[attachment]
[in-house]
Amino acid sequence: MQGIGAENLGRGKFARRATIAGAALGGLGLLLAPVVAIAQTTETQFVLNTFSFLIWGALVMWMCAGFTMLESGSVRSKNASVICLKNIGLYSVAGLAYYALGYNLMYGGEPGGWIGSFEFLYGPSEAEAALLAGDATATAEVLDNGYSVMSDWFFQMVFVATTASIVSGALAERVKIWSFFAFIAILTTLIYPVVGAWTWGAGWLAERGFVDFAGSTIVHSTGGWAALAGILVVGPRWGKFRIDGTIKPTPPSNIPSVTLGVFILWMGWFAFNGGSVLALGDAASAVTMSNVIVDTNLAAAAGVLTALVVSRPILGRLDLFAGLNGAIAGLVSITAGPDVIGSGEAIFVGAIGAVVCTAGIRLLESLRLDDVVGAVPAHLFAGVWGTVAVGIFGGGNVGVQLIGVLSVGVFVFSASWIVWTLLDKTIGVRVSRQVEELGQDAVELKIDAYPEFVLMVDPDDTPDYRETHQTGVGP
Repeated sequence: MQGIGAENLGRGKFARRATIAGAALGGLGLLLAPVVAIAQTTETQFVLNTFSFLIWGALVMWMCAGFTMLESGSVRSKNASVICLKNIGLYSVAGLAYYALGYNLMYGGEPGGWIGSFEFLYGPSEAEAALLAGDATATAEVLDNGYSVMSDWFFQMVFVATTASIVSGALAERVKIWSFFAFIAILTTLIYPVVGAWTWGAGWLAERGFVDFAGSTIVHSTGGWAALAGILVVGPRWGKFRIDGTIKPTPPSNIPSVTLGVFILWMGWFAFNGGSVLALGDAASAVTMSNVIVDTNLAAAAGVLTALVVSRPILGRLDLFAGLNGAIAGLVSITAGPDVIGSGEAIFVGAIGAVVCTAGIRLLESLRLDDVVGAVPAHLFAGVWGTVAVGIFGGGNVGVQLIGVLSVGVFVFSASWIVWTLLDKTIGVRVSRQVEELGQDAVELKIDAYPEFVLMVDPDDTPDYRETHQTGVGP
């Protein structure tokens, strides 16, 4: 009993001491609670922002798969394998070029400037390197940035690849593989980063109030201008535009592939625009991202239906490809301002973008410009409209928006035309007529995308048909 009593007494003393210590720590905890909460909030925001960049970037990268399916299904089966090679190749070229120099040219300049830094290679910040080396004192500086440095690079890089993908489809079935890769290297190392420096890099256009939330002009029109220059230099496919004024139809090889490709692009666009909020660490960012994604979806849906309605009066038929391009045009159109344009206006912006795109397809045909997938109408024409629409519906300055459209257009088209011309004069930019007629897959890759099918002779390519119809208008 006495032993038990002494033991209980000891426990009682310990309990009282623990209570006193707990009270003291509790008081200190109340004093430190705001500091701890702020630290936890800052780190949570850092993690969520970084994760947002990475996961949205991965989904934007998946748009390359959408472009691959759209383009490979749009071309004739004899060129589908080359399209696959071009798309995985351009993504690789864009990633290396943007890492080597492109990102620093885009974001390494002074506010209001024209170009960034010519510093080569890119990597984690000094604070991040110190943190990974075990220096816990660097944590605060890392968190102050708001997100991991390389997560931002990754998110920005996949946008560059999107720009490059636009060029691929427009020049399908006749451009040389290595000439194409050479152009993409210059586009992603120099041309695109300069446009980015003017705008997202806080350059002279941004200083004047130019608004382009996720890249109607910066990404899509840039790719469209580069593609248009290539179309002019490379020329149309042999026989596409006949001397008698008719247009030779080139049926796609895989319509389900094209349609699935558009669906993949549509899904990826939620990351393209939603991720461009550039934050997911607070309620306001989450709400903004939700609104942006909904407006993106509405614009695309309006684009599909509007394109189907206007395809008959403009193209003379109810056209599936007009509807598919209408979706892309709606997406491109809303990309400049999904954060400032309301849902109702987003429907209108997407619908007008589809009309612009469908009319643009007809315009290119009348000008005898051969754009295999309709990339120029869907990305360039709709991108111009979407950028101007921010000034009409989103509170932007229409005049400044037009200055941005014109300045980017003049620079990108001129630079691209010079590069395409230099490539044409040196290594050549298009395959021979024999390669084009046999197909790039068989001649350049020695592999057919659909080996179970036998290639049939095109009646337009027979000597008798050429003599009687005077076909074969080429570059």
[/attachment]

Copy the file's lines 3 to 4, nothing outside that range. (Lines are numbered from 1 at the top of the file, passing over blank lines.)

Repeated sequence: MQGIGAENLGRGKFARRATIAGAALGGLGLLLAPVVAIAQTTETQFVLNTFSFLIWGALVMWMCAGFTMLESGSVRSKNASVICLKNIGLYSVAGLAYYALGYNLMYGGEPGGWIGSFEFLYGPSEAEAALLAGDATATAEVLDNGYSVMSDWFFQMVFVATTASIVSGALAERVKIWSFFAFIAILTTLIYPVVGAWTWGAGWLAERGFVDFAGSTIVHSTGGWAALAGILVVGPRWGKFRIDGTIKPTPPSNIPSVTLGVFILWMGWFAFNGGSVLALGDAASAVTMSNVIVDTNLAAAAGVLTALVVSRPILGRLDLFAGLNGAIAGLVSITAGPDVIGSGEAIFVGAIGAVVCTAGIRLLESLRLDDVVGAVPAHLFAGVWGTVAVGIFGGGNVGVQLIGVLSVGVFVFSASWIVWTLLDKTIGVRVSRQVEELGQDAVELKIDAYPEFVLMVDPDDTPDYRETHQTGVGP
């Protein structure tokens, strides 16, 4: 009993001491609670922002798969394998070029400037390197940035690849593989980063109030201008535009592939625009991202239906490809301002973008410009409209928006035309007529995308048909 009593007494003393210590720590905890909460909030925001960049970037990268399916299904089966090679190749070229120099040219300049830094290679910040080396004192500086440095690079890089993908489809079935890769290297190392420096890099256009939330002009029109220059230099496919004024139809090889490709692009666009909020660490960012994604979806849906309605009066038929391009045009159109344009206006912006795109397809045909997938109408024409629409519906300055459209257009088209011309004069930019007629897959890759099918002779390519119809208008 006495032993038990002494033991209980000891426990009682310990309990009282623990209570006193707990009270003291509790008081200190109340004093430190705001500091701890702020630290936890800052780190949570850092993690969520970084994760947002990475996961949205991965989904934007998946748009390359959408472009691959759209383009490979749009071309004739004899060129589908080359399209696959071009798309995985351009993504690789864009990633290396943007890492080597492109990102620093885009974001390494002074506010209001024209170009960034010519510093080569890119990597984690000094604070991040110190943190990974075990220096816990660097944590605060890392968190102050708001997100991991390389997560931002990754998110920005996949946008560059999107720009490059636009060029691929427009020049399908006749451009040389290595000439194409050479152009993409210059586009992603120099041309695109300069446009980015003017705008997202806080350059002279941004200083004047130019608004382009996720890249109607910066990404899509840039790719469209580069593609248009290539179309002019490379020329149309042999026989596409006949001397008698008719247009030779080139049926796609895989319509389900094209349609699935558009669906993949549509899904990826939620990351393209939603991720461009550039934050997911607070309620306001989450709400903004939700609104942006909904407006993106509405614009695309309006684009599909509007394109189907206007395809008959403009193209003379109810056209599936007009509807598919209408979706892309709606997406491109809303990309400049999904954060400032309301849902109702987003429907209108997407619908007008589809009309612009469908009319643009007809315009290119009348000008005898051969754009295999309709990339120029869907990305360039709709991108111009979407950028101007921010000034009409989103509170932007229409005049400044037009200055941005014109300045980017003049620079990108001129630079691209010079590069395409230099490539044409040196290594050549298009395959021979024999390669084009046999197909790039068989001649350049020695592999057919659909080996179970036998290639049939095109009646337009027979000597008798050429003599009687005077076909074969080429570059």